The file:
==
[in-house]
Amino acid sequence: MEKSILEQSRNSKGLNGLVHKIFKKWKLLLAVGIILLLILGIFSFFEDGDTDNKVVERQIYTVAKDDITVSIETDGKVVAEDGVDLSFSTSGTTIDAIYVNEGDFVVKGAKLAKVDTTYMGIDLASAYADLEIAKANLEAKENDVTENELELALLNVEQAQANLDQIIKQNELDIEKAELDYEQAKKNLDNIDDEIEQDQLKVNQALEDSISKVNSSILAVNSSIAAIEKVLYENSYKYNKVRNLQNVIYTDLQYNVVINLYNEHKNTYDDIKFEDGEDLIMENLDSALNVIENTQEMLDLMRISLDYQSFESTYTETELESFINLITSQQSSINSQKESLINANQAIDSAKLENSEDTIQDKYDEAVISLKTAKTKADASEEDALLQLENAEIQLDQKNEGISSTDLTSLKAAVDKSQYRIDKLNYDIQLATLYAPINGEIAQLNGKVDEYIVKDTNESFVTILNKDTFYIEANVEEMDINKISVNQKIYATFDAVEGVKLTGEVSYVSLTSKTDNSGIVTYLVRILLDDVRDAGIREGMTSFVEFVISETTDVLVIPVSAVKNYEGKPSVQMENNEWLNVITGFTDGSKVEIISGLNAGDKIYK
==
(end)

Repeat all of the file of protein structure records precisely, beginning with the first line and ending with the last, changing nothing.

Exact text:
[in-house]
Amino acid sequence: MEKSILEQSRNSKGLNGLVHKIFKKWKLLLAVGIILLLILGIFSFFEDGDTDNKVVERQIYTVAKDDITVSIETDGKVVAEDGVDLSFSTSGTTIDAIYVNEGDFVVKGAKLAKVDTTYMGIDLASAYADLEIAKANLEAKENDVTENELELALLNVEQAQANLDQIIKQNELDIEKAELDYEQAKKNLDNIDDEIEQDQLKVNQALEDSISKVNSSILAVNSSIAAIEKVLYENSYKYNKVRNLQNVIYTDLQYNVVINLYNEHKNTYDDIKFEDGEDLIMENLDSALNVIENTQEMLDLMRISLDYQSFESTYTETELESFINLITSQQSSINSQKESLINANQAIDSAKLENSEDTIQDKYDEAVISLKTAKTKADASEEDALLQLENAEIQLDQKNEGISSTDLTSLKAAVDKSQYRIDKLNYDIQLATLYAPINGEIAQLNGKVDEYIVKDTNESFVTILNKDTFYIEANVEEMDINKISVNQKIYATFDAVEGVKLTGEVSYVSLTSKTDNSGIVTYLVRILLDDVRDAGIREGMTSFVEFVISETTDVLVIPVSAVKNYEGKPSVQMENNEWLNVITGFTDGSKVEIISGLNAGDKIYK